I’ve never completely understood the Republican love of interstate highways or, conversely, the near universal loathing of rail travel. Maybe it’s because the party draws it greatest strengths from rural and suburban areas, where the car is king? Or, maybe it’s just a good, old GOP “fuck you” to urbanites, since we’re the most likely to use trains?
The latest episode of SheWho centers on her attacks on a new school initiative in Pennsylvania to cut down on fatty, sugary foods. These guidelines include limiting the numbers of classroom birthday parties and encouraging parents to bring more nutritious treats than the usual cookies, candies, cakes and brownies. Anyone looking at the burgeoning waist lines of American kids recognizes something has to change. Even the Pentagon is talking about overweight youth as a significant national defense issue as so many of these rotund kids cannot pass the basic strength and conditioning drills required of a recruit.
But ol’ Mama Malaprop is gonna show `em. She’s taking some of here home-baked cookies to Pennsylvania to show the kids the value of laissez-faire government when she makes an appearance there. Atta girl, Snowbilly, atta girl.
LAMary said on November 10, 2010 at 6:23 pm
I’m sure she’s going to whip up a batch of cookies all by herself. She uses whale blubber instead of butter for her snickerdoodles.
Regarding Gov. Chris Christie in NJ. He won, or at least Corzine lost, because Corzine’s main issues seemed to be that Christie was fat. Seriously. In NJ, calling someone unfit to be governor because he’s fat is a major mistake. I’m looking forward to Christie’s presidential campaign. Not too fat to govern…
Jeff Borden said on November 10, 2010 at 6:40 pm
I was just thinking of the perfect person to write a biography of SheWho. Someone is is just as shallow, just as narcissistic, just as in love with the sepia-toned image of an America that never was, just as willing to trade in pablum and puke for a buck.
I speak, of course, of Mitch Albom.
My God, an Albom book on SheWho would reach levels of awfulness so mighty it might tear apart the time-space continuum. But, it would amuse all of us here at NN.C for quite some time, so that’s probably a fair trade.
coozledad said on November 10, 2010 at 6:41 pm
LA Mary: I still think “Clap From The Wolfman” would have been a better lyrical conceit.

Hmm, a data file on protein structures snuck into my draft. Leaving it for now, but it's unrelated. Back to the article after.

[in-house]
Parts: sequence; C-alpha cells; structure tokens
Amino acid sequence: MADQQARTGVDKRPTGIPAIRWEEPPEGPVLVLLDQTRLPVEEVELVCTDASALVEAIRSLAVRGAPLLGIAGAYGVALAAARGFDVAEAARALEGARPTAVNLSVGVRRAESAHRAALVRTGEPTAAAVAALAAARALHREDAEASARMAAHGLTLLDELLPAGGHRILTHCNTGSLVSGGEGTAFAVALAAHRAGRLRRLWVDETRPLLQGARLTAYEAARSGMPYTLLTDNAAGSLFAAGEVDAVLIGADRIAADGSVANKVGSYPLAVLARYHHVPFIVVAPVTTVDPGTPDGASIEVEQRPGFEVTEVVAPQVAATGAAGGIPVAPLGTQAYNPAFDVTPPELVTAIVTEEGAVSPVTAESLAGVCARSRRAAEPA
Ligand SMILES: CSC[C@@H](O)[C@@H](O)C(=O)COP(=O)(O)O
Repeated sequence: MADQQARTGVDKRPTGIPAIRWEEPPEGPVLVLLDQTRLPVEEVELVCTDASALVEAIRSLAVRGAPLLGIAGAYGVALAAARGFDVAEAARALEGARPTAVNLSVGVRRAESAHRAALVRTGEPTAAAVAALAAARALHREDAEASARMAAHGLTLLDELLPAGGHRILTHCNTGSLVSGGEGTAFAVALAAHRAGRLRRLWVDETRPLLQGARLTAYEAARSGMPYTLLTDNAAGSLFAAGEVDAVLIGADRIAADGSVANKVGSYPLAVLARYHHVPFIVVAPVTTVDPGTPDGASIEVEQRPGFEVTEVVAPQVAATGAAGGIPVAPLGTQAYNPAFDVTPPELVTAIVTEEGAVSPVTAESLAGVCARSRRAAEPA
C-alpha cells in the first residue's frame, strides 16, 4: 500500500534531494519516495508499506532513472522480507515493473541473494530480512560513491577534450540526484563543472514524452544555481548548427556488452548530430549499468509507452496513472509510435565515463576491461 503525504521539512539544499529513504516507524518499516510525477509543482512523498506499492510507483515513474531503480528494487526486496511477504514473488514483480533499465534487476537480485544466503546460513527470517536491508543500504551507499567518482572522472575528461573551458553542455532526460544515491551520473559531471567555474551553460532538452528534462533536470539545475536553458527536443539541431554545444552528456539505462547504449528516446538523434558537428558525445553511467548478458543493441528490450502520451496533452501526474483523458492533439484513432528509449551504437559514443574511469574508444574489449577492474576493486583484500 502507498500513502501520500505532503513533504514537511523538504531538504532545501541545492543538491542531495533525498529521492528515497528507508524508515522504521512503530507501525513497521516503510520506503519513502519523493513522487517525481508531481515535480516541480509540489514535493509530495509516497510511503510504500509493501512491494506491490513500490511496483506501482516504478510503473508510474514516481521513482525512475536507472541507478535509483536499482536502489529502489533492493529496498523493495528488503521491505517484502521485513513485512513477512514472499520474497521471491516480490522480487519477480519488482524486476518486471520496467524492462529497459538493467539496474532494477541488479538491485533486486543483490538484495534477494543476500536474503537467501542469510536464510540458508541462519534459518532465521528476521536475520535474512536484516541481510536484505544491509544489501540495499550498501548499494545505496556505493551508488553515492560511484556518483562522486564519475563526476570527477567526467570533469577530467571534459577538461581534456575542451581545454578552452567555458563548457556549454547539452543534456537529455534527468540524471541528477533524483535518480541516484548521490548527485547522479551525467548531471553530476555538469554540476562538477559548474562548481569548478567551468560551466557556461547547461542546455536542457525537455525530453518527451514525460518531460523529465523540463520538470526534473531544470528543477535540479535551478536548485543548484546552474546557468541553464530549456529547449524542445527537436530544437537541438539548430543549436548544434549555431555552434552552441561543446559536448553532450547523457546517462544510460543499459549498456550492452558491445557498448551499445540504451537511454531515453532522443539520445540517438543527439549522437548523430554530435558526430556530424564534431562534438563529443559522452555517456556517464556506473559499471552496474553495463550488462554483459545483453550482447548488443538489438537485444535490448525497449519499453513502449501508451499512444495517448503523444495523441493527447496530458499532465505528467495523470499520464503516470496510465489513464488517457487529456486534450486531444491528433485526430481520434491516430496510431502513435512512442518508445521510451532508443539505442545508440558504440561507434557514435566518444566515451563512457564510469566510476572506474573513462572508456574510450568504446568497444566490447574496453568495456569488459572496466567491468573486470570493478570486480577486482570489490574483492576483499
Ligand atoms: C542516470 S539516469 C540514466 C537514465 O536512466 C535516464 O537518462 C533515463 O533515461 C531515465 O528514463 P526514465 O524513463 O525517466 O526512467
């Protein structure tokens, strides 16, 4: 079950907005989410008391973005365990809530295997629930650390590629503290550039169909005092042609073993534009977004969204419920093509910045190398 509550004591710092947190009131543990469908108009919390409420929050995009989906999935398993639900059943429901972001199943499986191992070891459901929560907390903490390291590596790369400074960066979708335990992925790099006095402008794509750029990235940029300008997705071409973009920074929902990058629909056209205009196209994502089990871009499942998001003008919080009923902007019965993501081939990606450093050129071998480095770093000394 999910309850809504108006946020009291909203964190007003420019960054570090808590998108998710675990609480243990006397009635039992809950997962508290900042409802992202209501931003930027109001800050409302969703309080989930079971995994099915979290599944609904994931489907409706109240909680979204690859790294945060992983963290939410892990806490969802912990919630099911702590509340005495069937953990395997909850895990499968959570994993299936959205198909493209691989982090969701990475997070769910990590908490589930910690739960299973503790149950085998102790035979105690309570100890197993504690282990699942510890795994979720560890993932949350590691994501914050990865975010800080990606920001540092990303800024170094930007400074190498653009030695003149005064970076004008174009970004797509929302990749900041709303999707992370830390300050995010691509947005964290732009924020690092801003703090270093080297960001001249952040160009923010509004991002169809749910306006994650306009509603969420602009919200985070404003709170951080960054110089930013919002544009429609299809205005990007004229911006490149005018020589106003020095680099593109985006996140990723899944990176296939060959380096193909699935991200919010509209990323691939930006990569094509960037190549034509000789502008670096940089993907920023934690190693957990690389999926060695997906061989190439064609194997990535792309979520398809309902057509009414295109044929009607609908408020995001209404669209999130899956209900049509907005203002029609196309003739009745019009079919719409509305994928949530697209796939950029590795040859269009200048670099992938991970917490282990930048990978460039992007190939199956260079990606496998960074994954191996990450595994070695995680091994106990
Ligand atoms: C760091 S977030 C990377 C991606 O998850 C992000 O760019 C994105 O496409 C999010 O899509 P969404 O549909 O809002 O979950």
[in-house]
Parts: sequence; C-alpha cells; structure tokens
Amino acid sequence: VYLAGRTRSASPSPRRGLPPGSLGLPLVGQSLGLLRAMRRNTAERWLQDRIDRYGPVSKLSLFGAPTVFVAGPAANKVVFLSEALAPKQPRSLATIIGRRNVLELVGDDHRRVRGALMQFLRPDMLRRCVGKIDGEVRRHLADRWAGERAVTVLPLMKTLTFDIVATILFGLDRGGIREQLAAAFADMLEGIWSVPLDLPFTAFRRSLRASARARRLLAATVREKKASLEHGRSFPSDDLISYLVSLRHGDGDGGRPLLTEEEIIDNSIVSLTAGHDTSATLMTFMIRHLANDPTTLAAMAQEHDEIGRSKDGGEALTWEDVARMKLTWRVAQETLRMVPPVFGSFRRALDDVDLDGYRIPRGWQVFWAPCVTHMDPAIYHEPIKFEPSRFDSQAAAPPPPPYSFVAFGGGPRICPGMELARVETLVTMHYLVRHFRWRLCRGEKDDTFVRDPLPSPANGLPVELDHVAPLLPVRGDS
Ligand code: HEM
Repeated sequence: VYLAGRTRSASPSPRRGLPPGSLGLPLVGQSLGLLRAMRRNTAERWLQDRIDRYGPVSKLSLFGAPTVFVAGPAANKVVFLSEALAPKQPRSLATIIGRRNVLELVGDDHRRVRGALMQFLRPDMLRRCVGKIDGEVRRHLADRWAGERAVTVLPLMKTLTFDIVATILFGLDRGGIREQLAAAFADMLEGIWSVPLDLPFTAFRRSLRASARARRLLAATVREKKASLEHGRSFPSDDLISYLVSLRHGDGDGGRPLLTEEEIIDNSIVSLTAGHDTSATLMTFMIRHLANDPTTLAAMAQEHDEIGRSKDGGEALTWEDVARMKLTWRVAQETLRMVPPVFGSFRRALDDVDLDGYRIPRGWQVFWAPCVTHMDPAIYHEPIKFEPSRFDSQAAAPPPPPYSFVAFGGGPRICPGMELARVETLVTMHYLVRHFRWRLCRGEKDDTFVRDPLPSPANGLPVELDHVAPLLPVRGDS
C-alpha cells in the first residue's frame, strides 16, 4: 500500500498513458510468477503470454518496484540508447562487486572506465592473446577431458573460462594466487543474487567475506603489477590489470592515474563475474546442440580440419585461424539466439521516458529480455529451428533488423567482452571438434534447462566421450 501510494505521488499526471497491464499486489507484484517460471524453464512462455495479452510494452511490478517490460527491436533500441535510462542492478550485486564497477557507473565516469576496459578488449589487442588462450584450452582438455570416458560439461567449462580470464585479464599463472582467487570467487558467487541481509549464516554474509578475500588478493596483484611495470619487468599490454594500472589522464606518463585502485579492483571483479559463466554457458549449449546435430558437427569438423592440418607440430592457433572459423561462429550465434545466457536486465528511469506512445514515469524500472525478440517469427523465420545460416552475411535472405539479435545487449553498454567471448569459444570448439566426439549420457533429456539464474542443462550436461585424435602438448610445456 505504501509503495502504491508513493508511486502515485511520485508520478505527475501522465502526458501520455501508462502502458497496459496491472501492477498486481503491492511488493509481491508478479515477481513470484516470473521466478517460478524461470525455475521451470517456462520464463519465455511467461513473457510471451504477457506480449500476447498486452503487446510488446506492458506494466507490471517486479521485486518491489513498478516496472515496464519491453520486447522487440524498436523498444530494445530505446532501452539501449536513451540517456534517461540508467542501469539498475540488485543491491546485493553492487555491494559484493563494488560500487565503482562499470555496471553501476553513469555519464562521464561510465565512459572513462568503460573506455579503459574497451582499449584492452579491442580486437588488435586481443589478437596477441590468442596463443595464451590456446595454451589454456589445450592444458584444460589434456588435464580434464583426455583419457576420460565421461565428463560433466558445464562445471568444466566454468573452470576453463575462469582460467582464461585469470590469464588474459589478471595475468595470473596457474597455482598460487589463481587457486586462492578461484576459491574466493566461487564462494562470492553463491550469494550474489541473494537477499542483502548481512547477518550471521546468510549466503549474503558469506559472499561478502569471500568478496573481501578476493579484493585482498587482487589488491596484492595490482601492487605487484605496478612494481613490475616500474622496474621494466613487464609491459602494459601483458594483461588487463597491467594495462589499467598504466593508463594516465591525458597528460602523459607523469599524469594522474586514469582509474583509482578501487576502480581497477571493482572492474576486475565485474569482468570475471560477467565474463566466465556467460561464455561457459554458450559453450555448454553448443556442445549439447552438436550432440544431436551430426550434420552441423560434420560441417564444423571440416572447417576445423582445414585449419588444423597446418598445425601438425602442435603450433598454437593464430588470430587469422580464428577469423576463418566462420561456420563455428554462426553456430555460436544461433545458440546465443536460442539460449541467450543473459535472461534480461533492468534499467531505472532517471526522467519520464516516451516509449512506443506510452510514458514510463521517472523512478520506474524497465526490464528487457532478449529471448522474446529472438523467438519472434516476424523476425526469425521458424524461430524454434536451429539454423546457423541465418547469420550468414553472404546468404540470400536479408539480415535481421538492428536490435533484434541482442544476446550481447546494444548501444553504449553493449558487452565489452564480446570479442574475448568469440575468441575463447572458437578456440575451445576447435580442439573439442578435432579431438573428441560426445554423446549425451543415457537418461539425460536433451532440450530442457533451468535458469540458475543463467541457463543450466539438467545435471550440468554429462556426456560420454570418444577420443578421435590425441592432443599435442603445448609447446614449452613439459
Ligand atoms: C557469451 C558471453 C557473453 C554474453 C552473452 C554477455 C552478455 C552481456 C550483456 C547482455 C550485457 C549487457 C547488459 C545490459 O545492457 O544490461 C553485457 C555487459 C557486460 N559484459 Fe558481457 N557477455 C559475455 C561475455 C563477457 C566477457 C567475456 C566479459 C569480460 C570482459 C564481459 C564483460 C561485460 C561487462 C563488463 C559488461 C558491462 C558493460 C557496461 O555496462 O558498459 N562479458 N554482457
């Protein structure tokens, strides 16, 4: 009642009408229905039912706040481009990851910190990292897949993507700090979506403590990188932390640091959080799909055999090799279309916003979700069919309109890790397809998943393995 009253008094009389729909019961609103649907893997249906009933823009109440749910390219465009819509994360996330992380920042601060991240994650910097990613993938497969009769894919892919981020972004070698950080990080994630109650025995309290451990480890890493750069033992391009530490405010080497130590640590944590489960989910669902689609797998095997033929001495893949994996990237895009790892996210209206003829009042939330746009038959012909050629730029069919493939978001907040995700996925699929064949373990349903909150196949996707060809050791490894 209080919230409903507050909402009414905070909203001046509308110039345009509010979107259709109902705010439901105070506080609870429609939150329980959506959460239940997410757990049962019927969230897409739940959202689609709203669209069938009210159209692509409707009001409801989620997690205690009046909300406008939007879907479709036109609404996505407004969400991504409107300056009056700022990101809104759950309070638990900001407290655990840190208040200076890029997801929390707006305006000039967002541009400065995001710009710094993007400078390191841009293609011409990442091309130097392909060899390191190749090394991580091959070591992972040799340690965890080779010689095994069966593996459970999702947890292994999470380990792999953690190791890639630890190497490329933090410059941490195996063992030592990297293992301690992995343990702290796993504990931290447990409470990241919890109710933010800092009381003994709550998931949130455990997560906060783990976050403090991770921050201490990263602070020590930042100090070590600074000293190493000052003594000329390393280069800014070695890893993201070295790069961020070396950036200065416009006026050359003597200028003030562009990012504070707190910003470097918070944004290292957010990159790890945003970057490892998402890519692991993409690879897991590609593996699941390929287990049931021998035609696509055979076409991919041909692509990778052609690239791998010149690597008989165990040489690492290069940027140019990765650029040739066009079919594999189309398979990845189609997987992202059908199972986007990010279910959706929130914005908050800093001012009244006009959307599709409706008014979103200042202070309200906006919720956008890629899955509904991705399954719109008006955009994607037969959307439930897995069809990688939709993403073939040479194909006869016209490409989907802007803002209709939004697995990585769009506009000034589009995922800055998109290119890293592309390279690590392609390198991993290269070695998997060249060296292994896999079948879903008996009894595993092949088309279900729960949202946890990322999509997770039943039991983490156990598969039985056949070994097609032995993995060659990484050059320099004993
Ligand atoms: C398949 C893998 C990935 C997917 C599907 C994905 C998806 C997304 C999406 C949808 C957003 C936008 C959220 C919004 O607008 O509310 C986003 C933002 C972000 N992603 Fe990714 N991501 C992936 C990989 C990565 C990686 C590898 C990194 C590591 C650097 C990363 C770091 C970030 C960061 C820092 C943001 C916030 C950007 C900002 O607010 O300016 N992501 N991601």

I don’t think any musical era is uniformly bad, it’s just the shit that gets promoted.
The Sarah porn was premature. Before long they’ll be able to get her to star.
Dorothy said on November 10, 2010 at 7:16 pm
Can I just say that I’ve LOVED “Vehicle” for years and years now?! It’s one of the best songs to play very loudly in the car when I’m in an iffy mood and need a boost. Or if I’m already in a great frame of mind and want to reinforce it.
And I think Jolene put that Hillary Clinton interview link up yesterday or the day before. She was such a breath of fresh air, I could not stop smiling and laughing along with her and the guys. I hope she runs in 2016.
MichaelG said on November 10, 2010 at 7:27 pm
I liked the Hillary interview. She seemed so amazingly accessable.
Catherine said on November 10, 2010 at 8:12 pm
Jeff B, I really think you’re on to something: Instead of the Bulwer-Lytton writing contest, have a Mitch Albom writing contest. This year’s topic: Sarah Palin. Only problem is finding the judges willing to read the entries…
Dexter said on November 10, 2010 at 8:15 pm
Sue. I didn’t know any of the doomed, but a lot of the guys were from the Toledo area and that commanded my attention more than a far-off disaster would have.
I remember all the coverage WJR-AM Detroit and CKLW-AM Windsor, Ontario gave this story. Here is a good clip of the song and a news broadcast by Harry Reasoner.
Dexter said on November 10, 2010 at 8:43 pm
So what does one do when his cell is down all day, he finally get the Sprint operator, the operator says the problem is fixed, and calls him back to verify that fact, and as soon as he hangs up, the phone can’t even retrieve voicemail?